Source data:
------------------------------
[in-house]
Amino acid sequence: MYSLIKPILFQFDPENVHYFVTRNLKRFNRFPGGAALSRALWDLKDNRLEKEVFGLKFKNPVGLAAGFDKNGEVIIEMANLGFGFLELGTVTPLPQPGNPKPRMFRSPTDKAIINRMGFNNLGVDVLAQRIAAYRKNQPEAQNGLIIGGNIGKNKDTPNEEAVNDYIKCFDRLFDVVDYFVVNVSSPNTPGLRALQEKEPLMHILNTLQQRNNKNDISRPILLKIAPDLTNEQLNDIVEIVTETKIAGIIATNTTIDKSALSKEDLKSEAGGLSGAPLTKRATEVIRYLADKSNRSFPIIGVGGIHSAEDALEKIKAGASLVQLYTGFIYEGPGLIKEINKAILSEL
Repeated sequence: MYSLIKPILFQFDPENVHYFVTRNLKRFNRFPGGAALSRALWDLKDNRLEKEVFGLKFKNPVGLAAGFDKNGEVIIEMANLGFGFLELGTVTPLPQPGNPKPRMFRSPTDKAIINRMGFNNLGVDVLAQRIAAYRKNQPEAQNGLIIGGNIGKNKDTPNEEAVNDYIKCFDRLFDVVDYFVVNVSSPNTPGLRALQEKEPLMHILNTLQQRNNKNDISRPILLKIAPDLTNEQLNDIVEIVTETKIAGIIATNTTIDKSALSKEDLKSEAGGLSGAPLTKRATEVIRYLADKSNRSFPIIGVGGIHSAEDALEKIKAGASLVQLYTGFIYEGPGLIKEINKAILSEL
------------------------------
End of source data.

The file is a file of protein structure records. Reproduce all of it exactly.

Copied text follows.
[in-house]
Amino acid sequence: MYSLIKPILFQFDPENVHYFVTRNLKRFNRFPGGAALSRALWDLKDNRLEKEVFGLKFKNPVGLAAGFDKNGEVIIEMANLGFGFLELGTVTPLPQPGNPKPRMFRSPTDKAIINRMGFNNLGVDVLAQRIAAYRKNQPEAQNGLIIGGNIGKNKDTPNEEAVNDYIKCFDRLFDVVDYFVVNVSSPNTPGLRALQEKEPLMHILNTLQQRNNKNDISRPILLKIAPDLTNEQLNDIVEIVTETKIAGIIATNTTIDKSALSKEDLKSEAGGLSGAPLTKRATEVIRYLADKSNRSFPIIGVGGIHSAEDALEKIKAGASLVQLYTGFIYEGPGLIKEINKAILSEL
Repeated sequence: MYSLIKPILFQFDPENVHYFVTRNLKRFNRFPGGAALSRALWDLKDNRLEKEVFGLKFKNPVGLAAGFDKNGEVIIEMANLGFGFLELGTVTPLPQPGNPKPRMFRSPTDKAIINRMGFNNLGVDVLAQRIAAYRKNQPEAQNGLIIGGNIGKNKDTPNEEAVNDYIKCFDRLFDVVDYFVVNVSSPNTPGLRALQEKEPLMHILNTLQQRNNKNDISRPILLKIAPDLTNEQLNDIVEIVTETKIAGIIATNTTIDKSALSKEDLKSEAGGLSGAPLTKRATEVIRYLADKSNRSFPIIGVGGIHSAEDALEKIKAGASLVQLYTGFIYEGPGLIKEINKAILSEL